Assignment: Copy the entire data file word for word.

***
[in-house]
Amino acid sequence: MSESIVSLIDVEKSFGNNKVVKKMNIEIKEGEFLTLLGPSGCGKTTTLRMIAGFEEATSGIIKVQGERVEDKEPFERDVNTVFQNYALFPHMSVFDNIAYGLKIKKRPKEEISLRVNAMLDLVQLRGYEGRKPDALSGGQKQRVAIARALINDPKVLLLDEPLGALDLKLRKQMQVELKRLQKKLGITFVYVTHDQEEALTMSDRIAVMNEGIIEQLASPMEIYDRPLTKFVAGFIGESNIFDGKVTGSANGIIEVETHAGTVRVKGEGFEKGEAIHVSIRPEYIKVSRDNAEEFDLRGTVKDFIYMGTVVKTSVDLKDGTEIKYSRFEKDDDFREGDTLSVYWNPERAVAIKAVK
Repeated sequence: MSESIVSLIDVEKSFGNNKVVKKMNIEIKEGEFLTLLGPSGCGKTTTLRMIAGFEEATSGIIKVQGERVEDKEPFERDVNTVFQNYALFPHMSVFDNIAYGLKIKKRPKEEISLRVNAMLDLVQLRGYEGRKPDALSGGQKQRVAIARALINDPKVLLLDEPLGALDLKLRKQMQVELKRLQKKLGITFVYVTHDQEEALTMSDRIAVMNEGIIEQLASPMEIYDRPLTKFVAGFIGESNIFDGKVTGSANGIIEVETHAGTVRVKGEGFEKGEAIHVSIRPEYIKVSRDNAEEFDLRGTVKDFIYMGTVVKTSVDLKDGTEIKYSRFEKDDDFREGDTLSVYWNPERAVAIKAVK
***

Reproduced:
[in-house]
Amino acid sequence: MSESIVSLIDVEKSFGNNKVVKKMNIEIKEGEFLTLLGPSGCGKTTTLRMIAGFEEATSGIIKVQGERVEDKEPFERDVNTVFQNYALFPHMSVFDNIAYGLKIKKRPKEEISLRVNAMLDLVQLRGYEGRKPDALSGGQKQRVAIARALINDPKVLLLDEPLGALDLKLRKQMQVELKRLQKKLGITFVYVTHDQEEALTMSDRIAVMNEGIIEQLASPMEIYDRPLTKFVAGFIGESNIFDGKVTGSANGIIEVETHAGTVRVKGEGFEKGEAIHVSIRPEYIKVSRDNAEEFDLRGTVKDFIYMGTVVKTSVDLKDGTEIKYSRFEKDDDFREGDTLSVYWNPERAVAIKAVK
Repeated sequence: MSESIVSLIDVEKSFGNNKVVKKMNIEIKEGEFLTLLGPSGCGKTTTLRMIAGFEEATSGIIKVQGERVEDKEPFERDVNTVFQNYALFPHMSVFDNIAYGLKIKKRPKEEISLRVNAMLDLVQLRGYEGRKPDALSGGQKQRVAIARALINDPKVLLLDEPLGALDLKLRKQMQVELKRLQKKLGITFVYVTHDQEEALTMSDRIAVMNEGIIEQLASPMEIYDRPLTKFVAGFIGESNIFDGKVTGSANGIIEVETHAGTVRVKGEGFEKGEAIHVSIRPEYIKVSRDNAEEFDLRGTVKDFIYMGTVVKTSVDLKDGTEIKYSRFEKDDDFREGDTLSVYWNPERAVAIKAVK